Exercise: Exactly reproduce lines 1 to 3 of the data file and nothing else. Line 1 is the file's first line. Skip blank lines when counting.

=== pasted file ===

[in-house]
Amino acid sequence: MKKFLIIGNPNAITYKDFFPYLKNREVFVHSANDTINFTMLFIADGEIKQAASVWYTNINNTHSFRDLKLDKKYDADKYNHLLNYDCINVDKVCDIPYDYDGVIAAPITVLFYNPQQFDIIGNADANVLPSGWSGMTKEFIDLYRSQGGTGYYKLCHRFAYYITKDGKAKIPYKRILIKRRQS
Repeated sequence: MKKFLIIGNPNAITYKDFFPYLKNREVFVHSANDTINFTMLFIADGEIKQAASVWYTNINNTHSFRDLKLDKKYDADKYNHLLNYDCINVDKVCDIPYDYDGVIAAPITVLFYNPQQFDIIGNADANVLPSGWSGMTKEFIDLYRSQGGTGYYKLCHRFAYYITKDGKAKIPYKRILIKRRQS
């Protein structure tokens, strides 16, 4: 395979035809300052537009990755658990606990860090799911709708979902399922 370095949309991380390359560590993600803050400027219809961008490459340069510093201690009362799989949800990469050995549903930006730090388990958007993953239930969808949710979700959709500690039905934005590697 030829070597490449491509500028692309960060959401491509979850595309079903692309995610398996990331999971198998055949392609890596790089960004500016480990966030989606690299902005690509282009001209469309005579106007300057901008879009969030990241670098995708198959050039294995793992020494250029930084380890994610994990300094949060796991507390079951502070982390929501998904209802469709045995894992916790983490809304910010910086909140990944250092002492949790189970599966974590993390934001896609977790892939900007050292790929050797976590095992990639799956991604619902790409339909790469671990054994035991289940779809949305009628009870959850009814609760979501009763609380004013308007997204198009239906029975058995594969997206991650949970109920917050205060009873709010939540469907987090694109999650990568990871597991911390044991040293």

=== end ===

[in-house]
Amino acid sequence: MKKFLIIGNPNAITYKDFFPYLKNREVFVHSANDTINFTMLFIADGEIKQAASVWYTNINNTHSFRDLKLDKKYDADKYNHLLNYDCINVDKVCDIPYDYDGVIAAPITVLFYNPQQFDIIGNADANVLPSGWSGMTKEFIDLYRSQGGTGYYKLCHRFAYYITKDGKAKIPYKRILIKRRQS
Repeated sequence: MKKFLIIGNPNAITYKDFFPYLKNREVFVHSANDTINFTMLFIADGEIKQAASVWYTNINNTHSFRDLKLDKKYDADKYNHLLNYDCINVDKVCDIPYDYDGVIAAPITVLFYNPQQFDIIGNADANVLPSGWSGMTKEFIDLYRSQGGTGYYKLCHRFAYYITKDGKAKIPYKRILIKRRQS